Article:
5 Tips for Using a Holistic Strategy to Improve your Next Desktop Upgrade

By Peter Stein

Standardisation is no longer the name of the game when it comes to enterprise desktop upgrades. Today’s workforce is more dynamic, working in individualistic ways and often away from the office. A standard PC configuration will no longer cut it for a diverse mix of mobile, remote and desktop-bound workers. Nor will it work for your IT department, which will be inundated with requests for productivity apps, personal device connectivity or access to cloud-based tools. Whereas these areas used to sit in disparate places in the business, they are now integrated under the umbrella of “enterprise desktop”.

Your next desktop upgrade will take a deeper, more holistic strategy that accounts for the varied and complex needs of your workforce whilst ensuring the IT department can do its job effectively. Consider these tips for plotting your enterprise desktop upgrade and preparing your organisation for a more evolved, interconnected future.

1. Consider new tools and technologies

Different devices are no longer roadblocks to delivering applications through IT. Application virtualisation and virtual desktop infrastructure mean software can now be separated from the device hardware and operating system, which reduces compatibility issues. Gartner expects cloud computing, hosted desktops and application virtualisation to become more common and offer organisations more choice when it comes to enterprise desktop computing.

2. Think about the user

And, for the record, you have more than one type. Identifying user personas is crucial for taking a more holistic approach to enterprise desktop strategy. You can get there with some basic questions around usage patterns. How many of your workers are in the office most days of the week vs. which ones are on the road, for instance? What types of content do different departments create or consume? Perhaps the sales team gets the tablets whilst the knowledge workers stick with laptops, desktops or thin clients. Whatever your workforce split, there’s a technology — or technologies you can combine — to align with these disparate user types.

3. Investigate your hardware and software assets

If you already have a solid asset tracking program in place, this part won’t be as cumbersome. If you don’t, this exercise will make you strongly consider one. Before you get started on your enterprise desktop upgrade, you must know which applications and hardware you have. This will help you not only discover software that’s not being used — a potential cost savings —, but should also provide you with tools to better distribute current resources, identify areas for new investment and give you an understanding of where new applications and computing devices would benefit your organisation.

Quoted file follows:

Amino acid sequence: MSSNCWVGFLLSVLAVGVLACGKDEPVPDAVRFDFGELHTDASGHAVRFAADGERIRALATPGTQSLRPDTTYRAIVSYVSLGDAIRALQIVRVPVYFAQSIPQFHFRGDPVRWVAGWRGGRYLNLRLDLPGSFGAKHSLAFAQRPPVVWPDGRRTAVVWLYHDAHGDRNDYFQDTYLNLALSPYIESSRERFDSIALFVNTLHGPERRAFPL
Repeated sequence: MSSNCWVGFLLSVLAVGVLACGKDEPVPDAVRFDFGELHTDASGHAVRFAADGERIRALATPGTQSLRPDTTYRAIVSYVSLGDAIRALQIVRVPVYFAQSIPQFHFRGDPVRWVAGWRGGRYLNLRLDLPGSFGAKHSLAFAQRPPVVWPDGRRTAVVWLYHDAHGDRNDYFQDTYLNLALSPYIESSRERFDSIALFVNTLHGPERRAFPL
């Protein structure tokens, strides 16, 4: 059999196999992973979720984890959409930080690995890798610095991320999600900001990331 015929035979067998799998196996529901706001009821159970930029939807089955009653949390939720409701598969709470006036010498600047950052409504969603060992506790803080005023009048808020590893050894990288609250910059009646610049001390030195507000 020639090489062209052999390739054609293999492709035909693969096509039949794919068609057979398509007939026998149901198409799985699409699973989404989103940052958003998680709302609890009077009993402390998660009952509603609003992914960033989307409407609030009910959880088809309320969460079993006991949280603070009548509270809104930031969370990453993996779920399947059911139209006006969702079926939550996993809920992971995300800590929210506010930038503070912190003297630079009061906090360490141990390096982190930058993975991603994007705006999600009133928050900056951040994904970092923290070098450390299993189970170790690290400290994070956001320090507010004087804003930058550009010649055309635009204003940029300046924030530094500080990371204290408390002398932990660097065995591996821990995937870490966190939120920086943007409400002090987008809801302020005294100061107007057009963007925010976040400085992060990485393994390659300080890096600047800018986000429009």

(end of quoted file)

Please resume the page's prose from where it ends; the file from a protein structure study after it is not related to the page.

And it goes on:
4. Know how these assets are being used

After you know what you have, you can start seeing exactly how it’s being used. For instance, you’ll be able to learn connectivity patterns — has VPN become more popular, for instance? —, how devices map to computing usage and which devices should be added (thin clients, for example) or retired in the future and whether virtual desktop infrastructure might be a wise investment.

5. Create an integrated management toolset

Varied devices, applications and user needs can quickly make IT management chaotic. Centralising management, security and application delivery across both physical and virtual end user devices can help simplify the IT environment. This centralised management approach will also help IT quickly provision desktop services, no matter the device, that map to the user need and profile. On the software front, having an app store or catalogue can help ease the delivery of applications in new desktop environments.

Gartner has said that organisations will increasingly be bound less and less by hardware and operating systems and eventually be able to cost-effectively deliver applications to any device. They recommend a 10-year enterprise desktop strategy so that organisations can poise themselves to take advantage of future technology developments that can add more business value. As organisations get more enterprise desktop choice, it makes sense to talk out your strategy with an IT provider that can help source, integrate and implement tools and services that will maximise your desktop computing environment now and down the road.

Peter Stein is General Manager of Licensing for Datacom, a role in which he is focussed on nationalising and growing the licensing practice. He is an experienced IT channel professional with leadership experience in sales, marketing and product management. He has managed diverse teams and contributed to the growth of the companies with which he has worked.